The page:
A conference that honored the life and scholarly contributions of Stanford economist Masahiko Aoki was held at Stanford. Dozens of friends, family and community members paid tribute to Aoki, the Henri and Tomoye Takahashi Professor of Japanese Studies and Professor of Economics, emeritus, who died in July at the age of 77.
Eleven renowned economists and social scientists gave talks on Aoki’s extensive fields of research in economic theory, institutional analysis, corporate governance, and the Japanese and Chinese economies at the Dec. 4 conference, which was followed by a memorial ceremony the next day.
“When we contacted people to speak at this conference, few people turned us down,” said Stanford professor Takeo Hoshi. “The reason for this is Masa. It shows how much Masa was respected and how much his work is valued.”
The events were hosted by the Japan Program at the Walter H. Shorenstein Asia-Pacific Research Center, the Freeman Spogli Institute for International Studies (FSI), Graduate School of Business, Department of Economics and the Stanford Institute for Economic Policy Research (SIEPR).
Aoki came to Stanford in 1967 as an assistant professor, held faculty appointments at Kyoto University and Harvard, and returned to Stanford in 1984. He retired to emeritus status at Stanford in 2005.
Throughout the conference, Aoki was described as an astute professor and colleague, valuable mentor and loyal friend by the many speakers and participants who shared works, stories and multimedia featuring their interactions with Aoki.
Aoki pioneered the field of comparative institutional analysis (CIA) with a team of scholars at Stanford: Avner Greif, John Litwack, Paul Milgrom and Yingyi Qian, among others. CIA analyzes and compares different institutions that evolve to regulate different societies.
|Masahiko Aoki (far left) is pictured with colleagues on the Stanford campus in the late 1960s.|
“Masa had a good background in looking at the economy as a whole, financial institutions as a whole – not just how numbers or actors economically interact – but also the people who interact within a given institutional framework,” said Koichi Hamada, a professor emeritus at Yale University.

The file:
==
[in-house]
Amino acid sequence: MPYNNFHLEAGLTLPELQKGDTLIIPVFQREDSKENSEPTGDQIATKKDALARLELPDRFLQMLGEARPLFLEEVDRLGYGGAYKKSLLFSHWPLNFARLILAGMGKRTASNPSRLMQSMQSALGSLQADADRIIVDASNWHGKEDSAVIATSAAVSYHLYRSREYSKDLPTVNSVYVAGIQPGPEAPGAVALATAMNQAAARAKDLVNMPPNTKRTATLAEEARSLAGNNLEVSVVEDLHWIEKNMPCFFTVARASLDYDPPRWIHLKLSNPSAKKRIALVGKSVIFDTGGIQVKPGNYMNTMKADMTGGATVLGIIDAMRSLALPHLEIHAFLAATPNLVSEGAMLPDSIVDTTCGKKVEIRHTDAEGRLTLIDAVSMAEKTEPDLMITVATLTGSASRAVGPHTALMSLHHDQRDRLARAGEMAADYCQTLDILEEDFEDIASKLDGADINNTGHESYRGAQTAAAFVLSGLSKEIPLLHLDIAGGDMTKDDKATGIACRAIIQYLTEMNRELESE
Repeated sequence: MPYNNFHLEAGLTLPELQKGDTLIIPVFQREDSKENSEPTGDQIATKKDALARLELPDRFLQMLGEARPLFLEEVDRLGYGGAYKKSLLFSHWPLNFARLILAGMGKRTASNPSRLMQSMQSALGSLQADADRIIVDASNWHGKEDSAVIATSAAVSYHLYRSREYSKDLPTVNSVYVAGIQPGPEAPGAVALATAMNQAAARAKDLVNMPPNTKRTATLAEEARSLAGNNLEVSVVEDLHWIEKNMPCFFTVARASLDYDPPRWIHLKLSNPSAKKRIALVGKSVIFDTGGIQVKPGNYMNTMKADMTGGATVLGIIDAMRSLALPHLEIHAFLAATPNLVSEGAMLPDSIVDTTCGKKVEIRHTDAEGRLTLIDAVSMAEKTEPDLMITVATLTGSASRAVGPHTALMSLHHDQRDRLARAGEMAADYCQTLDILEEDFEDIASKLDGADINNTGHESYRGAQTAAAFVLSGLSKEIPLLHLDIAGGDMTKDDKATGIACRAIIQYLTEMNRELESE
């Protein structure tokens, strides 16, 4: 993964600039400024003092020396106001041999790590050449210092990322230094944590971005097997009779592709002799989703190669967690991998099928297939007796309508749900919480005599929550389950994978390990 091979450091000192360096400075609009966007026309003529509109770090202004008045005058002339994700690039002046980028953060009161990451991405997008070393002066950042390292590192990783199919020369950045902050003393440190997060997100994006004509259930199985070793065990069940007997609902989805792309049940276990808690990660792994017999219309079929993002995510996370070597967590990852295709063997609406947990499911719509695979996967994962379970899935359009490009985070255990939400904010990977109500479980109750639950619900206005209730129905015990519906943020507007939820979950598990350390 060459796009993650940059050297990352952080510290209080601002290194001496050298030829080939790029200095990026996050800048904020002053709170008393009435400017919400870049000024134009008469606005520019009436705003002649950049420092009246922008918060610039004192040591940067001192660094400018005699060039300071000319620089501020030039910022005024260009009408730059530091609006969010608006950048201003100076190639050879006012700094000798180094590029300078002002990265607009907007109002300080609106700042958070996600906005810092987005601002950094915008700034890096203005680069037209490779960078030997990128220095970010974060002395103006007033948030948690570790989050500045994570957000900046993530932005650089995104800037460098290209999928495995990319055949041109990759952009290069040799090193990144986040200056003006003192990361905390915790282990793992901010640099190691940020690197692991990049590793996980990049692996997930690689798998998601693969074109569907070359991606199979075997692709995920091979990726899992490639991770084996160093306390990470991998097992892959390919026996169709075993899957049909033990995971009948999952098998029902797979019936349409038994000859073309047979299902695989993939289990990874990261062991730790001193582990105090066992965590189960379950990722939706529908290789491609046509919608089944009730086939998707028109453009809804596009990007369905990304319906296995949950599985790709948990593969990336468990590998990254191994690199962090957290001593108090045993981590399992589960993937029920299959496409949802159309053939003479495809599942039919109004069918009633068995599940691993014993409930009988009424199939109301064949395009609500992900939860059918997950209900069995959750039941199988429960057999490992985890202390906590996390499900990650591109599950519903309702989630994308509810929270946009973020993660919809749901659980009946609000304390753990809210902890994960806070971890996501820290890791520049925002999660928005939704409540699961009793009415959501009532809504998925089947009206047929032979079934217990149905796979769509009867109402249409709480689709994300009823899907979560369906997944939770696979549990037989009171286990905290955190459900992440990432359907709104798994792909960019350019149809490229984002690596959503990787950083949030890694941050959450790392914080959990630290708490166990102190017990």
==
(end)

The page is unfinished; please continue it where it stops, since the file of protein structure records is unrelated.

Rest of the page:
“Masa had a good background in looking at the economy as a whole, financial institutions as a whole – not just how numbers or actors economically interact…”
-Koichi Hamada, Yale University
Aoki applied a systematic lens to everything he studied, a “take society as a total entity” approach, Hamada said.
Aoki grew up in Japan, and developed a deep interest in Japanese politics at an early age. He was actively involved in student movements in the early 1960s, at the heart of which was a campaign against a controversial U.S.-Japan security treaty. China became another great interest of his as the country began to undergo economic transformation and modernization.
Throughout his career, Aoki traveled to Japan and China often, and sought to better inform policy debates by engaging scholars, government leaders and journalists there.
He believed in sharing lessons learned from his own scholarly analyses on what constitute institutions, particularly the “people” aspects – the employees, their cognitive abilities and levels of participation.
Top left to right: Yingyi Qian of Tsinghau University talks with Avner Greif of Stanford University and Hugh Patrick of Columbia University. / Koichi Hamada of Yale University delivers his remarks titled "Masahiko Aoki: A Social Scientist." Bottom: Reiko Aoki, the wife of Masahiko Aoki, listens in to Kenneth Arrow, a professor emeritus at Stanford University. Credit: Rod Searcey
Aoki was not only a scholar of institutions but also a builder of them.
In 2005, Aoki helped oversee the development of the Center for Industrial Development and Environmental Governance at Tsinghua University in Beijing, which held numerous roundtables in its first decade of existence, and continues to this day.
“Amid a time of diplomatic tensions between China and Japan…Masa was able to bring Japanese, Chinese and American economists together to study and do research,” said Yingyi Qian, dean and professor at the school of economics and management at Tsinghua.
At Stanford, Aoki played a leading role in the creation of the Stanford Japan Center and a multi-day conference that convened annually in Kyoto on issues of mutual concern between Asia-Pacific countries and the United States.
“Masa Aoki’s legacy will serve as an integral guidepost for many years to come. May his soul rest in peace.”
-Kotaro Suzumura, Hitotsubashi University
Earlier this year, Aoki was hospitalized for lung disease. Even at that stage, he worked tirelessly to revise a paper that examines the institutional development of China and Japan in the late 19th to early 20th centuries.
That paper titled, “Three-person game of institutional resilience versus transition: A model and China-Japan comparative history,” was presented at the conference by Jiahua Che, one of two scholars that Aoki asked to finish and publish the work.
Aoki was also fondly remembered for his mentorship of students at Stanford and other universities he taught at.
“He was an original and unique professor – quite different from others that I’ve met in many respects. He was generous with his time, not hierarchical,” said Miguel Angel Garcia Cestona, who studied for a doctorate at Stanford and now teaches at the Universitat Autonoma de Barcelona.
Garcia Cestona, among other former students, spoke of Aoki as a friend and shared memories of their former professor hosting them at his home.
Masahiko Aoki in Northern California, 2014.